On 8 April the Council of Europe published its guidelines on how to use algorithms and automation while at the same time protecting human rights.
Tracking the spread of COVID-19 with precise data is self-evidently one of the key tools needed to slow the spread of the pandemic. But that doesn’t mean we throw the baby out with the bathwater.
The pattern is not new. We’ve seen it dozens of times before – following every major terrorist attack there has been a push from authorities for more tracking, more surveillance. It is not a question of “if” but “when,” and how …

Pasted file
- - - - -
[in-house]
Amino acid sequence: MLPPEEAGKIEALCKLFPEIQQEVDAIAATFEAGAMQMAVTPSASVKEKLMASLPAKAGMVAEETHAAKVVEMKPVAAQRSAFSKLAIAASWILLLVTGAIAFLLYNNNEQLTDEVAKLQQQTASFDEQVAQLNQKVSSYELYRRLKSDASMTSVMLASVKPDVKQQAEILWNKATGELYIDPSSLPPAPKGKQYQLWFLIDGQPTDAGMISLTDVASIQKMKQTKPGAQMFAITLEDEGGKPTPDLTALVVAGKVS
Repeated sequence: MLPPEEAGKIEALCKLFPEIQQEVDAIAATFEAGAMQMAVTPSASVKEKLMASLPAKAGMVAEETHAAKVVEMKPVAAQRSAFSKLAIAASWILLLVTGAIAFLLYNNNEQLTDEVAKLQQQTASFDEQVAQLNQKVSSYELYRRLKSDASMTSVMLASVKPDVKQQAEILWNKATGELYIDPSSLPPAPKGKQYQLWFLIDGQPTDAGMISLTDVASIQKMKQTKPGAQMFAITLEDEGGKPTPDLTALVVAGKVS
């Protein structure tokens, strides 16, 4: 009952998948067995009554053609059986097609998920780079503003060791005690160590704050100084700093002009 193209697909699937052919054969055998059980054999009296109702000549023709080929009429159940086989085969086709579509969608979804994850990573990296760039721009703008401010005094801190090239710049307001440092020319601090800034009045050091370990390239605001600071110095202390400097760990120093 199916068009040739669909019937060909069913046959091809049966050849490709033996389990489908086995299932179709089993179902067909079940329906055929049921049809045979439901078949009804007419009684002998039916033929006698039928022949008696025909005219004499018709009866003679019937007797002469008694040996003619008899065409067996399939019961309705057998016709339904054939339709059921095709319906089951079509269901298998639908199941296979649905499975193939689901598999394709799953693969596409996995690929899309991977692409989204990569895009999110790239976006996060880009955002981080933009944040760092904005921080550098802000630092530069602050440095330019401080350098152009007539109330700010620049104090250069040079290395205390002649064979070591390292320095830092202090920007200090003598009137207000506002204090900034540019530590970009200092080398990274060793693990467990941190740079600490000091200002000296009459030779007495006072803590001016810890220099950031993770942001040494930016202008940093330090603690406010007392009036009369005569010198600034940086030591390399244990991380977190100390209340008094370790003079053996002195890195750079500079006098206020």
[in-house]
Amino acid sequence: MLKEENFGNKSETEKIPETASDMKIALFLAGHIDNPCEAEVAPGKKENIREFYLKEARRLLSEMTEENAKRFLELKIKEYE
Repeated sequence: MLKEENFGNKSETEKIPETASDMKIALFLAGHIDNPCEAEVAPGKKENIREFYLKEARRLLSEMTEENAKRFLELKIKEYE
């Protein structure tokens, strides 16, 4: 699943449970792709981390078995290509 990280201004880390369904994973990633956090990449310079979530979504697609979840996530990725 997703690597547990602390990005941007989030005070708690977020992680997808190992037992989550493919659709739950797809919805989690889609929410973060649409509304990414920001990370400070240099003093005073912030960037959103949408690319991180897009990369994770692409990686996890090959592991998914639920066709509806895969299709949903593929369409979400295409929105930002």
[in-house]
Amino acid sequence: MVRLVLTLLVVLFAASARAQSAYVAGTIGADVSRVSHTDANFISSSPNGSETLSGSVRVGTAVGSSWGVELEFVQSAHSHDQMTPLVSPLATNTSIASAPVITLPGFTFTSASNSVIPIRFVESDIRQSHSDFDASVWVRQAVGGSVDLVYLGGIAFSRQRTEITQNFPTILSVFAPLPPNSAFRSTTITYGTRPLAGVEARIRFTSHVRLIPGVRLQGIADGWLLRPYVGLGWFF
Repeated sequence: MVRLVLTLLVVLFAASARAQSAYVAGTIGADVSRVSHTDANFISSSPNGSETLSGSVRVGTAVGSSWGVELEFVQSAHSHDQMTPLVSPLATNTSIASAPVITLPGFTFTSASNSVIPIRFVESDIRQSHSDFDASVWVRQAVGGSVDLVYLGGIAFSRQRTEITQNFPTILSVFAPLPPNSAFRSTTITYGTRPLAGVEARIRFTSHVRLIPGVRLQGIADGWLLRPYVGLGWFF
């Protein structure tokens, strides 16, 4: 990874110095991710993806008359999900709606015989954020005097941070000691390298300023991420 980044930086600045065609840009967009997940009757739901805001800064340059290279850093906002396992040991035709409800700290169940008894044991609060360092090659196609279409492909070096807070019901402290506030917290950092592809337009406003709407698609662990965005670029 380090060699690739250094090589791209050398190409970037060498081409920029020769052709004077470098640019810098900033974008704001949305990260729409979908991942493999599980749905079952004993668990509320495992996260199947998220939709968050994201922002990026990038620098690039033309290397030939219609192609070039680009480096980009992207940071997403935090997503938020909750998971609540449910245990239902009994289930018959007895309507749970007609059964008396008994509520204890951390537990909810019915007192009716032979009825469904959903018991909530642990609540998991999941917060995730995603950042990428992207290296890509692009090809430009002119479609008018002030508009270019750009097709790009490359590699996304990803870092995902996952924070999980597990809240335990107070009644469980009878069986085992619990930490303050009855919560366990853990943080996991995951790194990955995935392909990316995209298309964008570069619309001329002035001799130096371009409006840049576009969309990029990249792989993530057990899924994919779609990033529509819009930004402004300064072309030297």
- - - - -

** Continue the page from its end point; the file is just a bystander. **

Proportionality — that’s the watchword companies need to adhere to in times of crisis. The challenge of the COVID-19 pandemic and concerted efforts to stop its spread have thrown data protection law into the global spotlight.
On 19 February the European Commission presented three papers setting out no less than the digital future of the EU. So what are they exactly and why are they not laws?
On Feb. 21, the Croatian presidency published its proposals to break the ePrivacy Regulation deadlock. Seven previous EU presidencies have tried and failed to find a compromise between member states.
Despite huge media speculation in recent weeks on what it would say about facial recognition, the “White Paper on Artificial Intelligence” stopped well short of recommending a two- to three-year ban that had appeared in earlier leaked drafts.